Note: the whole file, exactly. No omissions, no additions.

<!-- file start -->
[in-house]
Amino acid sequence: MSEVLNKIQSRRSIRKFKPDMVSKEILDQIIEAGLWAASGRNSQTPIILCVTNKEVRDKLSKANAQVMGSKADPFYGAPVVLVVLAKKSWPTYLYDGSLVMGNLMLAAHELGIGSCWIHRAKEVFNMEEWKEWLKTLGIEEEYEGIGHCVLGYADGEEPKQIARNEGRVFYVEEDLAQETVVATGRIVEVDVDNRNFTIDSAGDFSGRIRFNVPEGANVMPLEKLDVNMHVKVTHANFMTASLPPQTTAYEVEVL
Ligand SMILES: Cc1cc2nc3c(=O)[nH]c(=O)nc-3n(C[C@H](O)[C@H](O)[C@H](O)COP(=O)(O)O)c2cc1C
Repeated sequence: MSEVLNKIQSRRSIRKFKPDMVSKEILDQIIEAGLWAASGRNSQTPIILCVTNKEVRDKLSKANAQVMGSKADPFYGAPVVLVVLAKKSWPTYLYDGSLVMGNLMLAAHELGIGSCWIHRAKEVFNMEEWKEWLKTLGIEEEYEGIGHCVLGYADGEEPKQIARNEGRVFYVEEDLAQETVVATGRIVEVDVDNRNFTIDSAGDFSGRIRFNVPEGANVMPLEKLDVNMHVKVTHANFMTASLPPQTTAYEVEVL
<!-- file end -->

[in-house]
Amino acid sequence: MSEVLNKIQSRRSIRKFKPDMVSKEILDQIIEAGLWAASGRNSQTPIILCVTNKEVRDKLSKANAQVMGSKADPFYGAPVVLVVLAKKSWPTYLYDGSLVMGNLMLAAHELGIGSCWIHRAKEVFNMEEWKEWLKTLGIEEEYEGIGHCVLGYADGEEPKQIARNEGRVFYVEEDLAQETVVATGRIVEVDVDNRNFTIDSAGDFSGRIRFNVPEGANVMPLEKLDVNMHVKVTHANFMTASLPPQTTAYEVEVL
Ligand SMILES: Cc1cc2nc3c(=O)[nH]c(=O)nc-3n(C[C@H](O)[C@H](O)[C@H](O)COP(=O)(O)O)c2cc1C
Repeated sequence: MSEVLNKIQSRRSIRKFKPDMVSKEILDQIIEAGLWAASGRNSQTPIILCVTNKEVRDKLSKANAQVMGSKADPFYGAPVVLVVLAKKSWPTYLYDGSLVMGNLMLAAHELGIGSCWIHRAKEVFNMEEWKEWLKTLGIEEEYEGIGHCVLGYADGEEPKQIARNEGRVFYVEEDLAQETVVATGRIVEVDVDNRNFTIDSAGDFSGRIRFNVPEGANVMPLEKLDVNMHVKVTHANFMTASLPPQTTAYEVEVL